Communities and organizations throughout the Massachusetts Bays region are designating their coastal waters as No Discharge Areas (NDAs). NDAs are designated bodies of water where the discharge of all boat sewage, whether treated or not, is prohibited. The goal of both the Commonwealth and the Environmental Protection Agency (EPA) is to have all Massachusetts waters designated as an NDA by 2010, and the Massachusetts Bays Program is working on nearly all of the pending NDA proposals.
Upper North Shore
The Eight Towns and the Bay Committee (the Upper North Shore regional partner of MBP) is forming a working group of community members to develop a No Discharge Area designation application to the Massachusetts Office of Coastal Zone Management and the U.S. EPA. The designation, if granted, would cover North Shore coastal waters from Cape Ann to the New Hampshire border, as well as the Merrimack River from Newburyport Harbor upstream to the Essex Dam in Lawrence. Within these designated areas, and out to three miles offshore, the discharge of all boat sewage, even if treated, would be prohibited.
NDA designation is sought for waters that are considered ecologically and recreationally significant enough to warrant further protection than that provided by current federal and state laws. In Massachusetts, there are currently eight NDAs, all of them located south of Boston Harbor. Eight Towns and the Bay is being joined by the Merrimack Valley Planning Commission (MVPC) in this initiative to help improve water quality for water-based recreation, commercial shellfishing and ecotourism in the Merrimack River waters.
The North and South Rivers Watershed Association (the South Shore regional partner of MBP) received $2,500 from the Bilezikian Foundation for NDA and boat pumpout outreach in the form of magnets and brochures for boaters. The materials will be available for distribution via harbormasters and boater points of contact by the summer of 2008. These new materials are well-timed, as EPA has received the application for the South Shore NDA designation that will include 54 square miles--and nearly 3,000 commercial and recreational boats--of the coastal waters of Marshfield, Scituate and Cohasset, as well as the tidal waters of the North and South Rivers.
On March 31st, The Association to Protect Cape Cod (APCC; the Cape Cod regional partner of MBP) and members of the Cape Cod Bay No Discharge Area Working Group prepared and submitted an application to the Massachusetts Office of Coastal Zone Management (CZM) nominating Cape Cod Bay as a No Discharge Area for boat sewage. If designated, Cape Cod Bay would be one of the Commonwealth's largest NDAs, encompassing more than 600 square miles. Cape Cod Bay contains important shellfish and eelgrass resources that would benefit from the additional water quality protection, and Cape Cod communities rely on clean coastal waters for shellfishing, fishing, swimming beaches and many other public uses. APCC also helped secure funding from CZM for the Towns of Dennis and Provincetown to install additional boat pumpouts needed for NDA designation.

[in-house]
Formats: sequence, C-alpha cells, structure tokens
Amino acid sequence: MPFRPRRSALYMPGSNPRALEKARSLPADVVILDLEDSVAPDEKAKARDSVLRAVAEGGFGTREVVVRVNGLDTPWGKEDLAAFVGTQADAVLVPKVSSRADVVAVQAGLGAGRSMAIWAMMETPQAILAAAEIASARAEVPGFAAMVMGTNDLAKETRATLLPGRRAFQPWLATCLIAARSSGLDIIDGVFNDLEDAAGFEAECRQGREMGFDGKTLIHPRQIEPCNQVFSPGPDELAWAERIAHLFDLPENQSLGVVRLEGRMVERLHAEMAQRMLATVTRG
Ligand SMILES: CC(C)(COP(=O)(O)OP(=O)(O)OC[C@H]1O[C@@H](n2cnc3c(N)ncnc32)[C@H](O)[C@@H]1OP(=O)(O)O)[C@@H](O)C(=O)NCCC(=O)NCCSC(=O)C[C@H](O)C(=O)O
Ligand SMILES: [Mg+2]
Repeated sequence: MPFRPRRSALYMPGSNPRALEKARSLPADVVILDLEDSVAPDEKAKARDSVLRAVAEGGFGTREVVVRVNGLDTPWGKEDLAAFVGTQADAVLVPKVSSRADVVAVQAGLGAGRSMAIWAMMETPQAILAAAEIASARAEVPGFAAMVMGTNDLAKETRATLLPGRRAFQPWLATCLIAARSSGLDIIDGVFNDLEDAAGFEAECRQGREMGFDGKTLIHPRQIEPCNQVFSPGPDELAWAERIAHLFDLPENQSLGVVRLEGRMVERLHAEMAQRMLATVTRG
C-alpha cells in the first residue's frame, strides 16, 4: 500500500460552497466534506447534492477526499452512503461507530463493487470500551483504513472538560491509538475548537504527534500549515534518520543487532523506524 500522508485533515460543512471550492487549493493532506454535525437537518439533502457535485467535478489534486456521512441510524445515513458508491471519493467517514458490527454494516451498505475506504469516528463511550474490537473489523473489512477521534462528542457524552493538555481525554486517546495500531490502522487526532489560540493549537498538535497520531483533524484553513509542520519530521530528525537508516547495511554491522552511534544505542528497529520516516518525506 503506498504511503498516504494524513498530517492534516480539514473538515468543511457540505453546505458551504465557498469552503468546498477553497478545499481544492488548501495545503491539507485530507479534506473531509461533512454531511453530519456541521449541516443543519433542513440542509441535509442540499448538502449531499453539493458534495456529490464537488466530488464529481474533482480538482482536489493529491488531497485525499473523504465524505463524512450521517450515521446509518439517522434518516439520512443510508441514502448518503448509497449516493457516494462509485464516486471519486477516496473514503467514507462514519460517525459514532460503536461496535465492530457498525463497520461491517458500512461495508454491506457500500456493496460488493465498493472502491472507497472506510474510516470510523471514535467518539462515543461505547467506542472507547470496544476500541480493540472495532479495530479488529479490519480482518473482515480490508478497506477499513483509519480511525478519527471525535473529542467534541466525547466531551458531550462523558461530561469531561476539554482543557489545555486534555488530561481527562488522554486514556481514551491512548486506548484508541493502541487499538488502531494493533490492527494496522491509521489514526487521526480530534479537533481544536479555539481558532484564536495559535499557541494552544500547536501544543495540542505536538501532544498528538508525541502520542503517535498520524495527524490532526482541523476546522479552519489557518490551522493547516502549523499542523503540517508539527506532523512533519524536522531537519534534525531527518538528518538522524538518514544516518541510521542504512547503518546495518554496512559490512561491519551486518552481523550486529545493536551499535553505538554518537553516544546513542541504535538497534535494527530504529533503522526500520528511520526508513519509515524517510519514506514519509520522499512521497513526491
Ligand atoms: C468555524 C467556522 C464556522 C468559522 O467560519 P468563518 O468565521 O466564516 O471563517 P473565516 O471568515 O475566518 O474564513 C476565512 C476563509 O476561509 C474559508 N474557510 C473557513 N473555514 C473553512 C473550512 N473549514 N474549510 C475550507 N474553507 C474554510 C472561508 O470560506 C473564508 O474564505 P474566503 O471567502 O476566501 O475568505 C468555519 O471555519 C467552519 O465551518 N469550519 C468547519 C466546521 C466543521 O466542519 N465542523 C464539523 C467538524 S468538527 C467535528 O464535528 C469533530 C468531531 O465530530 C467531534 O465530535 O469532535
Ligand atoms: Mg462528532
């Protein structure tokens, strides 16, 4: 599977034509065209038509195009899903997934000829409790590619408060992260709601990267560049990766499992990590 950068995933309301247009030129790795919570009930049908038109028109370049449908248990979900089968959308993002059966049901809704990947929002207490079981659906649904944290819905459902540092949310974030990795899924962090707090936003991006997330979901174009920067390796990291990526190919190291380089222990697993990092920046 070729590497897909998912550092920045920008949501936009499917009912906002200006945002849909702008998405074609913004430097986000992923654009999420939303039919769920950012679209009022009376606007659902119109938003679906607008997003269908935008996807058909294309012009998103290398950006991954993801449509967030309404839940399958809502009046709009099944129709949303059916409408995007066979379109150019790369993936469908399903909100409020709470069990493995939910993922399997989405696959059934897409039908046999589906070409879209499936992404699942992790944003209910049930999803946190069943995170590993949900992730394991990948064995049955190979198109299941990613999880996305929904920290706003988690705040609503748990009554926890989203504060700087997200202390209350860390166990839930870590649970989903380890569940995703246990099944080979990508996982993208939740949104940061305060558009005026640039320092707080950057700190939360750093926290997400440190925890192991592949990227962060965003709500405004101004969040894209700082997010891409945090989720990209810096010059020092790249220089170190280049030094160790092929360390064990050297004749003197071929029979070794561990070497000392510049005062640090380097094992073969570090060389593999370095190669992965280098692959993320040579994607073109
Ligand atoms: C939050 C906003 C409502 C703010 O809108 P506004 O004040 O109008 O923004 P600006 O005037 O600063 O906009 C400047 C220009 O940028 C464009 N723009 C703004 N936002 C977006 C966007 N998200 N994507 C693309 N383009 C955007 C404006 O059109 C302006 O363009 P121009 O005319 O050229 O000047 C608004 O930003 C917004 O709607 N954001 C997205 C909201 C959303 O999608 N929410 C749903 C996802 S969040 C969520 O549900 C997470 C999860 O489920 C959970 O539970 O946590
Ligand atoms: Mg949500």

Based on the results of the Salem Sound Marine Sanitation Needs Assessment conducted in 2005, Salem Sound Coastwatch (the Salem Sound regional partner of MBP) brought together representatives from the boating community to develop an application for a Salem Sound NDA designation, encompassing the coastal waters of Marblehead, Salem, Danvers, Beverly and Manchester-By-The-Sea. The Salem Sound Working Group consists of harbormasters, health department staff, and representatives from marinas, yacht clubs, Salem Sound Coastwatch, U.S. Coast Guard Auxiliary , the Beverly Sail & Power Squadron and the Marblehead Sail and Power Squadron . The Massachusetts Executive Office of Energy and Environmental Affairs is reviewing the NDA application created by the working group, and reviewed by the Massachusetts Office of Coastal Zone Management , for signature. Once the application is reviewed, it will be forwarded to EPA for public comment and final approval (expected to be late May to early June).
Greenscapes Massachusetts is Back!
Greenscapes Massachusetts , which promotes landscapes that protect water resources, is kicking off its fifth year. The Greenscapes Guide is a 20-page resource that contains everything you ever wanted to know about Greenscaping. Free workshops are scheduled on the North and South Shores with leading yard care experts; visit the newly updated Greenscapes website for details.
In the early 1990's, MBP conducted a major scientific research program that laid the groundwork for the Comprehensive Conservation and Management Plan (CCMP) for the Massachusetts Bays. Fourteen of these groundbreaking reports are now available to download on the MBP website, with more coming soon!
Produced in May 2008